Opportunity & Access

Nonprofit Initiative Mentors Women Entrepreneurs In Emerging Markets

Goldman Sachs 10,000 Women program is helping women in 22 countries in the developing world start and grow businesses.

April 20, 2011

| by Michele Chandler

Ayodeji, a woman in Nigeria, runs a small catering operation out of her home. To expand and thrive, she needs business expertise and access to capital.



Dina Habib Powell

Enter the Goldman Sachs 10,000 Women program, launched three years ago. The global financial services firm started the nonprofit initiative to provide business and management education, links to capital, and professional mentoring for up-and-coming women entrepreneurs around the globe.

After completing the rigorous training program, Ayodeji — one of the first graduates — has become successful enough to move into a commercial kitchen, buy a delivery van, and hire 25 new people.

That’s just one success story from the 10,000 Women program recounted during a recent talk at Stanford Graduate School of Business by Dina Habib Powell, who is overseeing the effort. Powell, managing director and president of the Goldman Sachs Foundation, spoke about how the program is changing lives during her speech on April 13 before the MBA Women in Management club.

“Through 10,000 Women, we’ve had the opportunity to work with hundreds of women who are extraordinary leaders in business and in their communities,” Powell said. “They demonstrate the unique potential that women offer in emerging markets and throughout the world.”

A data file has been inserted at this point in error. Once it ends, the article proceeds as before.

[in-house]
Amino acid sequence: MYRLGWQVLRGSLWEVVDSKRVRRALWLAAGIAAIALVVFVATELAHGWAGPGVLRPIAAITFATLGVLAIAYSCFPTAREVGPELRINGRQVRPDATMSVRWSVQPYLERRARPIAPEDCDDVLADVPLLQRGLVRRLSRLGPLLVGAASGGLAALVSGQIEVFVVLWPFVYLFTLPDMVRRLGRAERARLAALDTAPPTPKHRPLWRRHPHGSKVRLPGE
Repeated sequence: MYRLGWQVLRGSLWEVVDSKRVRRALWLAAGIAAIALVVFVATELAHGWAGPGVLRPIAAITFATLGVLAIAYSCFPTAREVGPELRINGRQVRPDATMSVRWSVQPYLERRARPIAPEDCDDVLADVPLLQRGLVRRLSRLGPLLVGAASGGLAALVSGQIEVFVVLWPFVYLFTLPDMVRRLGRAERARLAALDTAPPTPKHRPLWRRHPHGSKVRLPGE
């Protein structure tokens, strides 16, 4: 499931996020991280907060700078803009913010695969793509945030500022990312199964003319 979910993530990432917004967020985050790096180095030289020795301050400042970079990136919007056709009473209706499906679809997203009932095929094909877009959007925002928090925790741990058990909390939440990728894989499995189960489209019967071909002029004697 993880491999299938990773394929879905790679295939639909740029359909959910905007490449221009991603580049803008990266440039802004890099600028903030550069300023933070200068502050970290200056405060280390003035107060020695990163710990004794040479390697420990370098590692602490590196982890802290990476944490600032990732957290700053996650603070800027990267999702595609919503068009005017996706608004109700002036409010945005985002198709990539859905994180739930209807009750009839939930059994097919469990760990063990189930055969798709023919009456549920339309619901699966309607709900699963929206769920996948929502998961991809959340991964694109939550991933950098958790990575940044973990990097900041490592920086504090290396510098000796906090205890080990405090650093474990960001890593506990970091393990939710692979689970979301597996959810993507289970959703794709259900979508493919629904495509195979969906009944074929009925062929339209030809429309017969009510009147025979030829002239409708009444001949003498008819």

Since its start three years ago, more than 3,500 women have participated in the 10,000 Women program, which now operates in 22 countries. The $100 million initiative is on track to meet its target of teaching business skills and providing connections to capital to 10,000 women in the developing world over the 5-year life of the program.

The program selects and trains women entrepreneurs who already have companies in place but need to learn how to develop polished business plans and gain capital to grow their small and medium-sized companies. During the program, the women learn accounting, marketing, human resource management, and finance from local universities and business mentors in their communities.

After completing the program, 70% of the women increased their revenues, Powell said, while half had created new jobs: “We realized there was enormous opportunity in finding those owners in emerging economies, equipping them with business and management education, mentoring from people in our firm and the local community, and linking them to capital.”

The program operates through a network of more than 70 academic and nonprofit partners. The Stanford Graduate School of Business worked in partnership with 10,000 Women to develop 8 case studies focused on entrepreneurship in developing and emerging economies. Cases focus on enterprises in Ghana, Kenya, Lebanon, South Africa, and India, and the organizations Kiva and Endeavor.

In addition to expertise provided by universities and local organizations within the countries served, 10,000 Women creates partnerships with the public and nonprofit sectors, including the Inter-American Development Bank and the U.S. Department of State, to reach candidates. The program draws thousands of applications each year and has a 14% admission rate. Hundreds of Goldman Sachs employees have offered to participate by reviewing business plans and loan applications from women around the world, Powell said.

The 10,000 Women program has been so successful that Goldman Sachs brought the concept home to the United States.

In 2009, Goldman Sachs launched 10,000 Small Businesses, an effort that partners with community colleges and others to provide business owners in underserved areas of 5 U.S. cities to date with mentors, access to capital, and business and management education.

So far, 200 entrepreneurs are involved in that program, now operating in and New York, Los Angeles, Long Beach, New Orleans and Houston.

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